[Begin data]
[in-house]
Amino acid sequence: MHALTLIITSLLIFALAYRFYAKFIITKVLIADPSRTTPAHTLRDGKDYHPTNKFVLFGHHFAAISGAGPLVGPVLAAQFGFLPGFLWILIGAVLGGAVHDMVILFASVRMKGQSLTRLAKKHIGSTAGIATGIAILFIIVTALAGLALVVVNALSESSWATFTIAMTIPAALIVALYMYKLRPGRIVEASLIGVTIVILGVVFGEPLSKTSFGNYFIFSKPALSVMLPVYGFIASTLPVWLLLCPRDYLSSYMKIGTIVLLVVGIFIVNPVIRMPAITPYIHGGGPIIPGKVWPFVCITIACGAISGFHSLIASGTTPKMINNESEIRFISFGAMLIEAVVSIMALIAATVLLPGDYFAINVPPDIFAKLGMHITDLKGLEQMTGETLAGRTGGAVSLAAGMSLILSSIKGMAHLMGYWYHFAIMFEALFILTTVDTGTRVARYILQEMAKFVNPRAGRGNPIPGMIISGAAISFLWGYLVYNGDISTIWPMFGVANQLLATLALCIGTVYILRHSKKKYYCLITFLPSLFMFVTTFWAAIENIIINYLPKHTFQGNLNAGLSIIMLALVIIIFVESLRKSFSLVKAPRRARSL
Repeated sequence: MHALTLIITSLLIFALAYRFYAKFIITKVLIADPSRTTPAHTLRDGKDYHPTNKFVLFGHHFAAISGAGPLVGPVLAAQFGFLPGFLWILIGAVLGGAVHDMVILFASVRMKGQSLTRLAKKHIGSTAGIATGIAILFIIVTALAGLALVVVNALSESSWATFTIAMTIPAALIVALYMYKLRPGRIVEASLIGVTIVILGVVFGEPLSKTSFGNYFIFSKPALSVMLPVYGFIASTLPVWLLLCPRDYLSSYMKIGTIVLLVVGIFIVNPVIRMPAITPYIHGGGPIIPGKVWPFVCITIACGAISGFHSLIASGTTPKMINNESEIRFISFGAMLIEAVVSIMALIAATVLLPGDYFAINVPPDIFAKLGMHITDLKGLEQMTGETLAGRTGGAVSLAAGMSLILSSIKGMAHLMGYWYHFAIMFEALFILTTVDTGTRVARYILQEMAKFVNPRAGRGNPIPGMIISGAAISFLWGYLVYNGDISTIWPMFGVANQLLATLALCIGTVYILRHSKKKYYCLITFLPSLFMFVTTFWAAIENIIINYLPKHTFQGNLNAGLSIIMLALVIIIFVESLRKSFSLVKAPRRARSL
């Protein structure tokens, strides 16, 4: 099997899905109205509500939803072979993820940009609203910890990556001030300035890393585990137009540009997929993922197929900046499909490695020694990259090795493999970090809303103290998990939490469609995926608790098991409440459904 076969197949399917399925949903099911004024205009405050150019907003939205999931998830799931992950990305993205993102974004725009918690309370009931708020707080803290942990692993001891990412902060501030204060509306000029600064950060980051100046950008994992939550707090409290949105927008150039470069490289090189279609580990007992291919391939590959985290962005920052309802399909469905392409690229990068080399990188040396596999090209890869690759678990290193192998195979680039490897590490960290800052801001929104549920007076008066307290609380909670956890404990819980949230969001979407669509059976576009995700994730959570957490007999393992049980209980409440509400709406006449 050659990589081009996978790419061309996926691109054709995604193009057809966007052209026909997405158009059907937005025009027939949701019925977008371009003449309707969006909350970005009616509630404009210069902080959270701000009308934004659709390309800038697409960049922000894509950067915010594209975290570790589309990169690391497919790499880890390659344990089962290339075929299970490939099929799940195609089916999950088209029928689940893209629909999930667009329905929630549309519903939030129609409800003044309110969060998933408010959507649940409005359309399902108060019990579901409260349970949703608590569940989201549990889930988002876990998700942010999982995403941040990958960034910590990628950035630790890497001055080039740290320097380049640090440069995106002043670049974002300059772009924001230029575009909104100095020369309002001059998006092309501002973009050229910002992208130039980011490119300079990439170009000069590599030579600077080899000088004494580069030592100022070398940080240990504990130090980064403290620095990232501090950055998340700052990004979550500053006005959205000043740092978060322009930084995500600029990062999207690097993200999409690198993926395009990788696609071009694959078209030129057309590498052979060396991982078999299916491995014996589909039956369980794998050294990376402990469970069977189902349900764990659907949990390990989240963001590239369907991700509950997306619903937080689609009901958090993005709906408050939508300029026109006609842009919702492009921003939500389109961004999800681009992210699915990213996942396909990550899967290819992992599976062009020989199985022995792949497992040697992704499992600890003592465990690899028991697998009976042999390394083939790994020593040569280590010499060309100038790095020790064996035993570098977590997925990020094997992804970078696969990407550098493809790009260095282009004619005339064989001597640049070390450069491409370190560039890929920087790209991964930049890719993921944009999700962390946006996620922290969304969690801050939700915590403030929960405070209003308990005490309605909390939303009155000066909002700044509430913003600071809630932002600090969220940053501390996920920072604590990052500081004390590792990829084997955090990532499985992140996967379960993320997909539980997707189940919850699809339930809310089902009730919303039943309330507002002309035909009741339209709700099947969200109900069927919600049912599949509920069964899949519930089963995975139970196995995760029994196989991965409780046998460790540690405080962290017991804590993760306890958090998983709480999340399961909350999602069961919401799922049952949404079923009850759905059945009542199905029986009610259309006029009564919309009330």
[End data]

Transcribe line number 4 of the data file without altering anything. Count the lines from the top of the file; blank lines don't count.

């Protein structure tokens, strides 16, 4: 099997899905109205509500939803072979993820940009609203910890990556001030300035890393585990137009540009997929993922197929900046499909490695020694990259090795493999970090809303103290998990939490469609995926608790098991409440459904 076969197949399917399925949903099911004024205009405050150019907003939205999931998830799931992950990305993205993102974004725009918690309370009931708020707080803290942990692993001891990412902060501030204060509306000029600064950060980051100046950008994992939550707090409290949105927008150039470069490289090189279609580990007992291919391939590959985290962005920052309802399909469905392409690229990068080399990188040396596999090209890869690759678990290193192998195979680039490897590490960290800052801001929104549920007076008066307290609380909670956890404990819980949230969001979407669509059976576009995700994730959570957490007999393992049980209980409440509400709406006449 050659990589081009996978790419061309996926691109054709995604193009057809966007052209026909997405158009059907937005025009027939949701019925977008371009003449309707969006909350970005009616509630404009210069902080959270701000009308934004659709390309800038697409960049922000894509950067915010594209975290570790589309990169690391497919790499880890390659344990089962290339075929299970490939099929799940195609089916999950088209029928689940893209629909999930667009329905929630549309519903939030129609409800003044309110969060998933408010959507649940409005359309399902108060019990579901409260349970949703608590569940989201549990889930988002876990998700942010999982995403941040990958960034910590990628950035630790890497001055080039740290320097380049640090440069995106002043670049974002300059772009924001230029575009909104100095020369309002001059998006092309501002973009050229910002992208130039980011490119300079990439170009000069590599030579600077080899000088004494580069030592100022070398940080240990504990130090980064403290620095990232501090950055998340700052990004979550500053006005959205000043740092978060322009930084995500600029990062999207690097993200999409690198993926395009990788696609071009694959078209030129057309590498052979060396991982078999299916491995014996589909039956369980794998050294990376402990469970069977189902349900764990659907949990390990989240963001590239369907991700509950997306619903937080689609009901958090993005709906408050939508300029026109006609842009919702492009921003939500389109961004999800681009992210699915990213996942396909990550899967290819992992599976062009020989199985022995792949497992040697992704499992600890003592465990690899028991697998009976042999390394083939790994020593040569280590010499060309100038790095020790064996035993570098977590997925990020094997992804970078696969990407550098493809790009260095282009004619005339064989001597640049070390450069491409370190560039890929920087790209991964930049890719993921944009999700962390946006996620922290969304969690801050939700915590403030929960405070209003308990005490309605909390939303009155000066909002700044509430913003600071809630932002600090969220940053501390996920920072604590990052500081004390590792990829084997955090990532499985992140996967379960993320997909539980997707189940919850699809339930809310089902009730919303039943309330507002002309035909009741339209709700099947969200109900069927919600049912599949509920069964899949519930089963995975139970196995995760029994196989991965409780046998460790540690405080962290017991804590993760306890958090998983709480999340399961909350999602069961919401799922049952949404079923009850759905059945009542199905029986009610259309006029009564919309009330």